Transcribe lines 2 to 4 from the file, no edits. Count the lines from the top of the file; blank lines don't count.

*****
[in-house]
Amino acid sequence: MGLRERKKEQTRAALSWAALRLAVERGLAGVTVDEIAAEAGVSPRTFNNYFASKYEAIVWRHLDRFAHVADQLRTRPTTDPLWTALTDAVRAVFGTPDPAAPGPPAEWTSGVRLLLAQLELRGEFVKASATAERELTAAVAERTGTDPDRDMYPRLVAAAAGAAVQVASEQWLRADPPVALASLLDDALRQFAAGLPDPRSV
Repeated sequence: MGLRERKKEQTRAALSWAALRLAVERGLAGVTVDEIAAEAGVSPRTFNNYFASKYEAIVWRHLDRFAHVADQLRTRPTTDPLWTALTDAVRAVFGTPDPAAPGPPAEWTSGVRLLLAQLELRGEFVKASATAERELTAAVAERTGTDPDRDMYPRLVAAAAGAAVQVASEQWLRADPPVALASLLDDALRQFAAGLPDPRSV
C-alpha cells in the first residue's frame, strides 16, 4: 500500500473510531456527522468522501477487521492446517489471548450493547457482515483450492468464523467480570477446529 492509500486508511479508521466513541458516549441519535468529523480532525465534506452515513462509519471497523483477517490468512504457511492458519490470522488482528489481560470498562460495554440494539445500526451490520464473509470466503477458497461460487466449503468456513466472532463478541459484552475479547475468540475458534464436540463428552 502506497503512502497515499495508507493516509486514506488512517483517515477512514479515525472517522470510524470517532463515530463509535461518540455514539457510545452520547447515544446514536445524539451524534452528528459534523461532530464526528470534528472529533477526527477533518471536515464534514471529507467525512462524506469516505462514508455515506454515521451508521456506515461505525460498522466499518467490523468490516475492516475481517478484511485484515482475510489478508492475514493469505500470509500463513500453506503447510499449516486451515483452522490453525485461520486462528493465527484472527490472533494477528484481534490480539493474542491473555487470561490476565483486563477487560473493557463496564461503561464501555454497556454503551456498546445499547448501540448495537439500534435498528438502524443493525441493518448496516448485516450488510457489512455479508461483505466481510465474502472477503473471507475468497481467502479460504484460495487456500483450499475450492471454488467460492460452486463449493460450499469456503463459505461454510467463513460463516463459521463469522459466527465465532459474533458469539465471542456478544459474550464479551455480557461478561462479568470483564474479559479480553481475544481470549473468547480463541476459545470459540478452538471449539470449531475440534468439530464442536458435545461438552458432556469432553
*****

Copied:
Amino acid sequence: MGLRERKKEQTRAALSWAALRLAVERGLAGVTVDEIAAEAGVSPRTFNNYFASKYEAIVWRHLDRFAHVADQLRTRPTTDPLWTALTDAVRAVFGTPDPAAPGPPAEWTSGVRLLLAQLELRGEFVKASATAERELTAAVAERTGTDPDRDMYPRLVAAAAGAAVQVASEQWLRADPPVALASLLDDALRQFAAGLPDPRSV
Repeated sequence: MGLRERKKEQTRAALSWAALRLAVERGLAGVTVDEIAAEAGVSPRTFNNYFASKYEAIVWRHLDRFAHVADQLRTRPTTDPLWTALTDAVRAVFGTPDPAAPGPPAEWTSGVRLLLAQLELRGEFVKASATAERELTAAVAERTGTDPDRDMYPRLVAAAAGAAVQVASEQWLRADPPVALASLLDDALRQFAAGLPDPRSV
C-alpha cells in the first residue's frame, strides 16, 4: 500500500473510531456527522468522501477487521492446517489471548450493547457482515483450492468464523467480570477446529 492509500486508511479508521466513541458516549441519535468529523480532525465534506452515513462509519471497523483477517490468512504457511492458519490470522488482528489481560470498562460495554440494539445500526451490520464473509470466503477458497461460487466449503468456513466472532463478541459484552475479547475468540475458534464436540463428552 502506497503512502497515499495508507493516509486514506488512517483517515477512514479515525472517522470510524470517532463515530463509535461518540455514539457510545452520547447515544446514536445524539451524534452528528459534523461532530464526528470534528472529533477526527477533518471536515464534514471529507467525512462524506469516505462514508455515506454515521451508521456506515461505525460498522466499518467490523468490516475492516475481517478484511485484515482475510489478508492475514493469505500470509500463513500453506503447510499449516486451515483452522490453525485461520486462528493465527484472527490472533494477528484481534490480539493474542491473555487470561490476565483486563477487560473493557463496564461503561464501555454497556454503551456498546445499547448501540448495537439500534435498528438502524443493525441493518448496516448485516450488510457489512455479508461483505466481510465474502472477503473471507475468497481467502479460504484460495487456500483450499475450492471454488467460492460452486463449493460450499469456503463459505461454510467463513460463516463459521463469522459466527465465532459474533458469539465471542456478544459474550464479551455480557461478561462479568470483564474479559479480553481475544481470549473468547480463541476459545470459540478452538471449539470449531475440534468439530464442536458435545461438552458432556469432553